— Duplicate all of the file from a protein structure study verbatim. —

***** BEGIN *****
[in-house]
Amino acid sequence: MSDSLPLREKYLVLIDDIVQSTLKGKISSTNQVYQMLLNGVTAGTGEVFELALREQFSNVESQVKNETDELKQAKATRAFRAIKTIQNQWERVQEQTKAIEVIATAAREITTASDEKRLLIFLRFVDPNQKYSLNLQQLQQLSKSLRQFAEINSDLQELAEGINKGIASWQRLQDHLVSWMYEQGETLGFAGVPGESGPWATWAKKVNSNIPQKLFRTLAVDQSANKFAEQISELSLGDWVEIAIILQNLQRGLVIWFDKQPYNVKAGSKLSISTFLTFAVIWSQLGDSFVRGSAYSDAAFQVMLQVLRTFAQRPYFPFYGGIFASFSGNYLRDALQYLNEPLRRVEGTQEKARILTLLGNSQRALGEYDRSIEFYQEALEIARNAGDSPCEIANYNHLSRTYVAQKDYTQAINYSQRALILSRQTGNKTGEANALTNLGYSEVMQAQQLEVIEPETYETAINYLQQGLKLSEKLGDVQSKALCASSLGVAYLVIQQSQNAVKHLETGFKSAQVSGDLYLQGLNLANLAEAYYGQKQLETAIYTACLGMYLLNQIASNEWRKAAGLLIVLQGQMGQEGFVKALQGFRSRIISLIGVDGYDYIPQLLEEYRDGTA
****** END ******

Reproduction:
[in-house]
Amino acid sequence: MSDSLPLREKYLVLIDDIVQSTLKGKISSTNQVYQMLLNGVTAGTGEVFELALREQFSNVESQVKNETDELKQAKATRAFRAIKTIQNQWERVQEQTKAIEVIATAAREITTASDEKRLLIFLRFVDPNQKYSLNLQQLQQLSKSLRQFAEINSDLQELAEGINKGIASWQRLQDHLVSWMYEQGETLGFAGVPGESGPWATWAKKVNSNIPQKLFRTLAVDQSANKFAEQISELSLGDWVEIAIILQNLQRGLVIWFDKQPYNVKAGSKLSISTFLTFAVIWSQLGDSFVRGSAYSDAAFQVMLQVLRTFAQRPYFPFYGGIFASFSGNYLRDALQYLNEPLRRVEGTQEKARILTLLGNSQRALGEYDRSIEFYQEALEIARNAGDSPCEIANYNHLSRTYVAQKDYTQAINYSQRALILSRQTGNKTGEANALTNLGYSEVMQAQQLEVIEPETYETAINYLQQGLKLSEKLGDVQSKALCASSLGVAYLVIQQSQNAVKHLETGFKSAQVSGDLYLQGLNLANLAEAYYGQKQLETAIYTACLGMYLLNQIASNEWRKAAGLLIVLQGQMGQEGFVKALQGFRSRIISLIGVDGYDYIPQLLEEYRDGTA